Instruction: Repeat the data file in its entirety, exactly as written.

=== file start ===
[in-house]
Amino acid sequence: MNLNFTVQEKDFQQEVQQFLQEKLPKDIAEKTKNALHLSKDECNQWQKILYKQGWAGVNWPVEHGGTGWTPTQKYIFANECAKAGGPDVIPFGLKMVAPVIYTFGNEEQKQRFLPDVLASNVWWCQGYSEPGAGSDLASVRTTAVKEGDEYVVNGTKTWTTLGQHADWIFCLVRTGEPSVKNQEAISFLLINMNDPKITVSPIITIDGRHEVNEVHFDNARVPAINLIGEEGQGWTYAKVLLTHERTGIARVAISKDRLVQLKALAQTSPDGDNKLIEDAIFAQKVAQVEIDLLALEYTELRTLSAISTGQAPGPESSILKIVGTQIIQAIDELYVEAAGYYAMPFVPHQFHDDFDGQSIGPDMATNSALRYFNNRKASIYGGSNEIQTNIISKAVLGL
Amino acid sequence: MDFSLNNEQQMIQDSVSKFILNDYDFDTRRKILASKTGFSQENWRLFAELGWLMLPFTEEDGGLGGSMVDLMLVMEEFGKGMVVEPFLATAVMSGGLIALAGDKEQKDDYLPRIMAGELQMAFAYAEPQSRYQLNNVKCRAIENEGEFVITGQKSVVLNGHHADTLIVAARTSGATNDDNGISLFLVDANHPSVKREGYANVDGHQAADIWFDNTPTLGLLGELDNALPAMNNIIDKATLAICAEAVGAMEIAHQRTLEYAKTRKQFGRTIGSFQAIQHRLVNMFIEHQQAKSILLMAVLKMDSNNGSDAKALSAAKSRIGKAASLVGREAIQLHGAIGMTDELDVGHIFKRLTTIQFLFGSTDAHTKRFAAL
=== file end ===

[in-house]
Amino acid sequence: MNLNFTVQEKDFQQEVQQFLQEKLPKDIAEKTKNALHLSKDECNQWQKILYKQGWAGVNWPVEHGGTGWTPTQKYIFANECAKAGGPDVIPFGLKMVAPVIYTFGNEEQKQRFLPDVLASNVWWCQGYSEPGAGSDLASVRTTAVKEGDEYVVNGTKTWTTLGQHADWIFCLVRTGEPSVKNQEAISFLLINMNDPKITVSPIITIDGRHEVNEVHFDNARVPAINLIGEEGQGWTYAKVLLTHERTGIARVAISKDRLVQLKALAQTSPDGDNKLIEDAIFAQKVAQVEIDLLALEYTELRTLSAISTGQAPGPESSILKIVGTQIIQAIDELYVEAAGYYAMPFVPHQFHDDFDGQSIGPDMATNSALRYFNNRKASIYGGSNEIQTNIISKAVLGL
Amino acid sequence: MDFSLNNEQQMIQDSVSKFILNDYDFDTRRKILASKTGFSQENWRLFAELGWLMLPFTEEDGGLGGSMVDLMLVMEEFGKGMVVEPFLATAVMSGGLIALAGDKEQKDDYLPRIMAGELQMAFAYAEPQSRYQLNNVKCRAIENEGEFVITGQKSVVLNGHHADTLIVAARTSGATNDDNGISLFLVDANHPSVKREGYANVDGHQAADIWFDNTPTLGLLGELDNALPAMNNIIDKATLAICAEAVGAMEIAHQRTLEYAKTRKQFGRTIGSFQAIQHRLVNMFIEHQQAKSILLMAVLKMDSNNGSDAKALSAAKSRIGKAASLVGREAIQLHGAIGMTDELDVGHIFKRLTTIQFLFGSTDAHTKRFAAL